French Proverbs from 1611: Marriage is bliss. Well, sometimes.

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[`A la quenouille le fol s'agenouille:] [Prov.] [Fooles kneele to distaues, weake men vnto women.]

[Amour de muge:] [Pro.] Faithfull loue of a wife to her husband; (The female Mullet will rather be caught by fishermen then abandon her Make.)

[Anjourd'huy marié demain marri:] [Prov.] [Maried to day, marred to morrow; to day wedded, to morrow wretched.]

[Argent faict rage, & amour mariage:] [Pro.] Money breeds rage, loue mariage.

[à rude asne rude asnier:] [Pro.] A stubborne seruant needs a froward master; a curst wife a curbing husband; a rebellious subiect a rigorous Soueraigne.

[Au batre faut l'amour:] [Pro.] By beating (the beloued) loue decayes.
[Au batre faut l'amour:] [Prov.] [Much loue is lost by them that beat their loues.]

[Entre promettre, & donner doit on la fille marier:] [Pro.] [Betweene giuing somewhat and promising much, a man may be honestly rid of a daughter.]
[Entre promettre, & donner doit on la fille marier:] [Prov.] Betweene promising, and giuing the maid ought to be maried;

[Femme bonne qui a mauvais mari, a bien souvent le coeur marri:] [Prov.] [The good wife of an ill husband hath often a sorrowfull heart of her owne.]
[Femme bonne qui a mauvais mari a bien souvent le coeur marri:] [Prov.] The good wife of a wilfull man hath many a wofull day; The like is; [Femme qui a mari mauvais a peu souvent le coeur en paix.]

[Femme mauvaise qui n'empire, encore n'est elle pas la pire:] [Prov.] A bad woman that paires not is not the worst of women.
[Femme mauvaise qui n'empire encore n'est elle pas la pire:] [Prov.] An ill wife that growes not worse is not of wiues the worst.

[Femme qui ses levres mord, & qui son alleure tord, se mesle du mestier ord, ou fait à soy mesme tort:] [Pro.] The wife that bites her lips and treads askue, is to her husband, or her selfe, vntrue.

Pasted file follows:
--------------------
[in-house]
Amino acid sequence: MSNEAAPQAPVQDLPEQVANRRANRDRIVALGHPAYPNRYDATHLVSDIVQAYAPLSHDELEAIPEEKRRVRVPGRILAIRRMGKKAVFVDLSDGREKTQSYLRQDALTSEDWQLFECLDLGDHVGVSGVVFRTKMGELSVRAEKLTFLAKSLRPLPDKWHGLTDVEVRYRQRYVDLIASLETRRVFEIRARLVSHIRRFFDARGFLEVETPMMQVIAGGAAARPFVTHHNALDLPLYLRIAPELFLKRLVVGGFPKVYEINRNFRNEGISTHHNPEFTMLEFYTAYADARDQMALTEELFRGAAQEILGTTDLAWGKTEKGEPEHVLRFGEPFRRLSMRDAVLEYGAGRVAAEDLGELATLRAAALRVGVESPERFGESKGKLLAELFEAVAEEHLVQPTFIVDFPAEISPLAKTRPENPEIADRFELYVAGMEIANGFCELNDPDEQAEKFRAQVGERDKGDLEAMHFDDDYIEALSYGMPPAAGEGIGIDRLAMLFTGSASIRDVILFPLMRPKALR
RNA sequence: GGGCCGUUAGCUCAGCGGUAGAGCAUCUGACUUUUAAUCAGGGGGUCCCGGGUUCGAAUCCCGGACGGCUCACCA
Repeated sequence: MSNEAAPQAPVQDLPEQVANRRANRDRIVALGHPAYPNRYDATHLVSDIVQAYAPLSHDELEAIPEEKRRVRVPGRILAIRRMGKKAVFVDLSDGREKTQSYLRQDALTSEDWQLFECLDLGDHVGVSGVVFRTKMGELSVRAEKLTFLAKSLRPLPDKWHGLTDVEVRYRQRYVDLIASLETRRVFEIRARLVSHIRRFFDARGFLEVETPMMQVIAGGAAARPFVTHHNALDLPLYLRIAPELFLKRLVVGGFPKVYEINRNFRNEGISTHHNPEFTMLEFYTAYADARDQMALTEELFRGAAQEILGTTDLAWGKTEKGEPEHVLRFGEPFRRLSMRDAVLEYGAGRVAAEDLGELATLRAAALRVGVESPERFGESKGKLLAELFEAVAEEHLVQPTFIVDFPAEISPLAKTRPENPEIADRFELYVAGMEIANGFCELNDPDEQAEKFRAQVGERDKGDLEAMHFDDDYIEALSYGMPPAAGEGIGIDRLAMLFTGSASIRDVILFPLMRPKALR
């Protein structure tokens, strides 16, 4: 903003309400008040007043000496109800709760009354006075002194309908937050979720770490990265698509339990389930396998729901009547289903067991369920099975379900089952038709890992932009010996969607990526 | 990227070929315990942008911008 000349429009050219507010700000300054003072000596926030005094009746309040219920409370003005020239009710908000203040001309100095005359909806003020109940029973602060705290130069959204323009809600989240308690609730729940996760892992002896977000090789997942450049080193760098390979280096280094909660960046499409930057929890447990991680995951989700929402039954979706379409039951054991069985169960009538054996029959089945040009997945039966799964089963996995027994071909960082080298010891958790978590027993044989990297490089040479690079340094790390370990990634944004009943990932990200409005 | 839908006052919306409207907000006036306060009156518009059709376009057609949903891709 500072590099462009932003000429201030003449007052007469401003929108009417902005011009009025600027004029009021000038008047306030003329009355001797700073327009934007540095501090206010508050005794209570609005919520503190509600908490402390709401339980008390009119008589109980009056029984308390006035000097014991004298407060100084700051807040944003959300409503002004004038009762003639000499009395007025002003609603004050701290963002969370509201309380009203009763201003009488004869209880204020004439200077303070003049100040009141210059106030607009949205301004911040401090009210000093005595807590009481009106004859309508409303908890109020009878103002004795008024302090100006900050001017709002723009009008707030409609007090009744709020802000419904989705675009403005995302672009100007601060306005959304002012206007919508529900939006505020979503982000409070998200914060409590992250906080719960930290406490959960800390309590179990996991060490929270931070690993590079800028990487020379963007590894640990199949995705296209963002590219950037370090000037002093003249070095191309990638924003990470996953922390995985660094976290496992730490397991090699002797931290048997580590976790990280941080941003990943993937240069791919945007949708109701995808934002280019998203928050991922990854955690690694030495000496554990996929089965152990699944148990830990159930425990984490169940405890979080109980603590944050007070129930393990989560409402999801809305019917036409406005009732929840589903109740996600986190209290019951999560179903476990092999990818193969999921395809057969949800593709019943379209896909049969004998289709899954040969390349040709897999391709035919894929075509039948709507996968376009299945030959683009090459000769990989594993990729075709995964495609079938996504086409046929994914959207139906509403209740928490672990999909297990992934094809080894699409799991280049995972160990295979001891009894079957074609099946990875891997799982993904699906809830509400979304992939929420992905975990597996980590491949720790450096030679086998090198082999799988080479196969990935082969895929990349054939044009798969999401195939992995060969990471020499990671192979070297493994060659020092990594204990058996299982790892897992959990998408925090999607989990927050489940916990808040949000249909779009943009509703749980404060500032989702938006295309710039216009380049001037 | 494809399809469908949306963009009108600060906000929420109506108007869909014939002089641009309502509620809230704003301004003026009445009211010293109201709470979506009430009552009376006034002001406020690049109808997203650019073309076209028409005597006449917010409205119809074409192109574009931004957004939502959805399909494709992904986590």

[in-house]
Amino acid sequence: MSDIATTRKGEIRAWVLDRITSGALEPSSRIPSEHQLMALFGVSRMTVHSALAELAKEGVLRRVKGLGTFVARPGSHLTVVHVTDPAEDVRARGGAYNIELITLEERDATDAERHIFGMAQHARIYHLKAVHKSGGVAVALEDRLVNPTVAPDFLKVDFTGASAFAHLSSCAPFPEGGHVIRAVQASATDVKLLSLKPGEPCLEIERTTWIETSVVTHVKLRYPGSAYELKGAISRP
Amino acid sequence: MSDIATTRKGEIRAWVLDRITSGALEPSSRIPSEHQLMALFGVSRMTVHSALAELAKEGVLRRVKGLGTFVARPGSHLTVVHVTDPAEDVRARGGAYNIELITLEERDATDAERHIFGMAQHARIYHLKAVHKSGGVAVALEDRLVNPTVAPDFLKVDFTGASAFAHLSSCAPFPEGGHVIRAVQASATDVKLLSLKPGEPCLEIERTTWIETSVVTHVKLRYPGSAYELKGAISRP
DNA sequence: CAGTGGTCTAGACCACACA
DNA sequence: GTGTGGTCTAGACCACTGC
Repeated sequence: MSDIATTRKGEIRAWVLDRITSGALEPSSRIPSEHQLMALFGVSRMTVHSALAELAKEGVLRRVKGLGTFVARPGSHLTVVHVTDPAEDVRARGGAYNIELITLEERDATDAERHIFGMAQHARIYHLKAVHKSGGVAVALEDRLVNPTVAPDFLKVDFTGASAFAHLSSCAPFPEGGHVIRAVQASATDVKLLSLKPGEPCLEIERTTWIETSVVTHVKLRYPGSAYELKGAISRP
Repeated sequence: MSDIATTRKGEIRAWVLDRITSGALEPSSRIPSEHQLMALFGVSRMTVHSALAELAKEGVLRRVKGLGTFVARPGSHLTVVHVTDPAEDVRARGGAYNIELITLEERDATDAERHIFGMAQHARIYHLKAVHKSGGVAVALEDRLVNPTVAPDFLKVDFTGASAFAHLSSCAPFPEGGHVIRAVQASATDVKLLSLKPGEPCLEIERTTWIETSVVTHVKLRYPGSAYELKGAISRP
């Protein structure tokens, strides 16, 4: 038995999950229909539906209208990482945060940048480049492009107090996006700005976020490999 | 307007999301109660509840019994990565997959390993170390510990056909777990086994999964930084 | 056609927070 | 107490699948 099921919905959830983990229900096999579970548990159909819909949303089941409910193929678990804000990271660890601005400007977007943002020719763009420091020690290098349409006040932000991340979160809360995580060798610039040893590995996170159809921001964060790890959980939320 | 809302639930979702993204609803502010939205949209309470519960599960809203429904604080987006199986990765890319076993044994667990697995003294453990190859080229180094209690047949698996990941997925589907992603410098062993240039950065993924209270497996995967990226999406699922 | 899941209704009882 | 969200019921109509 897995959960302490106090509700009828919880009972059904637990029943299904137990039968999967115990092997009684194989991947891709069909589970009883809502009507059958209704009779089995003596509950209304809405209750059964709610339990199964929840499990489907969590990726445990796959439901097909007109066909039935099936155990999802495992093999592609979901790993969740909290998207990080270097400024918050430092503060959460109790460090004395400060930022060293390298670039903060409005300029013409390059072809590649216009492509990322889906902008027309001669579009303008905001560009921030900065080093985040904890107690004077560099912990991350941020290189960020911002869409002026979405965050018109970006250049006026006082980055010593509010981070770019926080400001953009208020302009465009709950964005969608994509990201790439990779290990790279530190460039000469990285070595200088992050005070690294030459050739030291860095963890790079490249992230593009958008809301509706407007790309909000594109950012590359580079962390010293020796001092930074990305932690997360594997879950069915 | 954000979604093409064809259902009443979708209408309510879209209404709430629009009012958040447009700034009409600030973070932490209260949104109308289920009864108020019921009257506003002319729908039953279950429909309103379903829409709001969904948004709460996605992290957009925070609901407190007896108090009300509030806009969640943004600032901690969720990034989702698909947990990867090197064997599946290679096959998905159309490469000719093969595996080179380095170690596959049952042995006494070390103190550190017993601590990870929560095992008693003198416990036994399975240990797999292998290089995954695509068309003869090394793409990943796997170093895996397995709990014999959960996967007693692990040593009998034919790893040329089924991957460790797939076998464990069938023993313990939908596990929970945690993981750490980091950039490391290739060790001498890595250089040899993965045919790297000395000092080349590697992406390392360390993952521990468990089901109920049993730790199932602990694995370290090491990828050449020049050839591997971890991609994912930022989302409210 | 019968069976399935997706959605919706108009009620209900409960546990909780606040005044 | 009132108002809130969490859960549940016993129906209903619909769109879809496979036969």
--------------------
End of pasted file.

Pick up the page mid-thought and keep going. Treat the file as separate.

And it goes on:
[Fianç ailles chevauchent en selle, & repentailles en croupe:] [Prov.] Repentance sits full close (or dwells next doore) to mariage.

[Iamais grasse geline n'aima chapon:] [Pro.] [A wanton wife neuer loued a defectiue husband.]
[Iamais grasse geline n'aima chapon:] [Prov.] [A fat wife neuer loued a faint husband.]

[Iamais putain n'ayma preud hom, ny grasse geline chapon:] [Pro.] Neuer did whore loue honest man, nor wanton wife her weake man.

[Le fuseau doit suyvre le gorreau:] [Prov.] While the husband labours abroad the wife must not idle it at home; or, a wife is to follow her husband in what course of his fortune soeuer.

[Les sottes filles à marier sont fascheux troupeaux à garder:] [Prov.] Wenches fond of mariage are troublesome cattell to keepe.

[Petite pluy abat grand vent:] [Prov.] [(So sayd a mad fellow, who, lying in bed, bepist his farting wiues backe.)] {needsdef}

[Quand Marthe file, & Ambrose hable, leur cas est triste, & pitoyable:] [Prov.] [When wiues doe spinne, and husbands babble, their case is hard, and lamentable.]

[Qui a compagnon a maistre:] [Prov.] Hee that is tied vnto companie is tired with controlements; [(and therefore the way to be absolute is, to be alone.)]
[Qui a compagnon a maistre:] [Prov.] He that hath a fellow-ruler, hath an ouer-ruler.
[Qui a compagnon a maistre:] [Prov.] [He that hath a mate hath a maister.]

[Qui fait nopç es, & maison, met le sien en abandon:] [Prov.] [Much building, and often bridalls make bare pastures, and naked side-walls.]

[Qui femme a noise a:] [Prov.] [He that a wife hath strife hath.]

[Qui perd sa femme, & cinq fols c'est grand dommage de l'argent:] [Pro.] He that looses his wife, and six pence hath some losse by the money.

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